Simple Thrift Column, Nashua Telegraph, November 17, 2009 Coupon Savings

Tuesday, November 17, 2009
If investing the time into them, coupons can be worth it
Wendy Thomas

I’ve never been much of a coupon user. I’ve always justified it by saying that I usually don’t buy the type of preprocessed foods that usually have coupons. Lately, though, I’ve started to rethink that. I’ve checked out a few Web sites and talked to a few people, and there is a lot to be said for using coupons.
There are lots of Internet coupon sites that teach you how to shop with coupons and help you match them up with what is on sale at different stores. A good one is afullcup.com, which tells you where to find the offers and coupons. On the site, you can also search for coupons using keywords or by a specific store.
Another good site is bigtent.com, where people post questions for other members to answer, post about successful shopping trips they have had with specific details on how to duplicate their success, and submit notifications of upcoming sales.
Carole Barker, of Nashua, introduced me to Big Tent. She told me, “At first, I was pretty overwhelmed. I stuck with it, though, and it began to make sense.”
Barker outlined the steps she takes to drastically reduce how much she pays out of pocket. She says you need to:
• Invest time to plan your shopping trips.
• Amass multiple copies of coupons (buy multiple copies of newspapers, have friends and family give you what they don’t use, search online sites for printable coupons, buy coupons for a fraction of their face value from coupon-clipping services and/or on eBay).
• Watch for sales.
• Take advantage of “buy x amount of these products, get y back to spend on your next purchase.”
• As much as possible, combine as many of these elements in each transaction as you can.
She explained how she now combines coupon offers: “I needed to get some Robitussin for my daughter. Before, I would have checked to see if I had a coupon for Robitussin, and maybe checked to see if it was on sale somewhere, and bought a bottle. It was, in fact, on sale at CVS that week, for $5.50 rather than $6.49, and I would have most likely had the $1 off coupon clipped from a Sunday coupon insert. So, $4.50 for one bottle. Good, right? Well, instead, I took the extra time to read the ad thoroughly. At CVS, if you spent $20 on a select group of cold remedies (of which Robitussin, both adult and child formulas, is a part), you got $10 back in Extra Care Bucks, i.e. $10 off on a future CVS purchase. I also went online and was able to print off two additional coupons for $2 off one Robitussin item.”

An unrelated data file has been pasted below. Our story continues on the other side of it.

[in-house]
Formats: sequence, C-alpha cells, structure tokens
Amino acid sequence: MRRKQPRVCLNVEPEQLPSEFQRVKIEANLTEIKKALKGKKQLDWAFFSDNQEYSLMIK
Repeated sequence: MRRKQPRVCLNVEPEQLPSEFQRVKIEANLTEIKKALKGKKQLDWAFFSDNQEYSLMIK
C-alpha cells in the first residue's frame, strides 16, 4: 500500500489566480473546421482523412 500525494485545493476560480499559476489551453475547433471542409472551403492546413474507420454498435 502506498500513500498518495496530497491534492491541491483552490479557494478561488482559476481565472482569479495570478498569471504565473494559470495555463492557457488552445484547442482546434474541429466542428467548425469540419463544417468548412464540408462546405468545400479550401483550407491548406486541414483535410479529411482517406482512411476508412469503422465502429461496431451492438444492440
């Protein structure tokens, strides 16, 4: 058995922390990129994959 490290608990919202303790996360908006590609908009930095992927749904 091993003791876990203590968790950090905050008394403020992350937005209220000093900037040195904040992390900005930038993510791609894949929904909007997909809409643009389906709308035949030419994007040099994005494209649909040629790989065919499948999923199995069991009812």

“So, off I went, got two bottles each of adult and child formula Robitussin, which came to $22 (and therefore, over the $20 threshold to get my $10 Extra Care Bucks). I also presented my three coupons, taking $5 off the $22 total. I also had a $10 Extra Care Bucks coupon from a deal last week, so I paid $22 minus $5 minus $10, equaling $7, and I left with $10 Extra Care Bucks, but even without that, to pay $17 for four bottles of Robitussin and then get the equivalent of $10 back – now, that is saving!”
Barker said it can take a lot of time at first to understand store policies and which stores to go to. “But when I tallied my numbers last night, I must say that I was pretty impressed.”
Barker admits that some of the products she buys she has no use for – such as blood glucose monitors, packaged food she doesn’t use – but when something is actually free or, in some cases, she makes money by buying it, she takes it and finds it a good home for it, such as food pantries, outreach agencies, etc.

1 Comment

Filed under Simple Thrift Nashua Telegraph column, Simple Thrift Tips

One response to “Simple Thrift Column, Nashua Telegraph, November 17, 2009 Coupon Savings

  1. nice info..
    thanks for share..

    Nice

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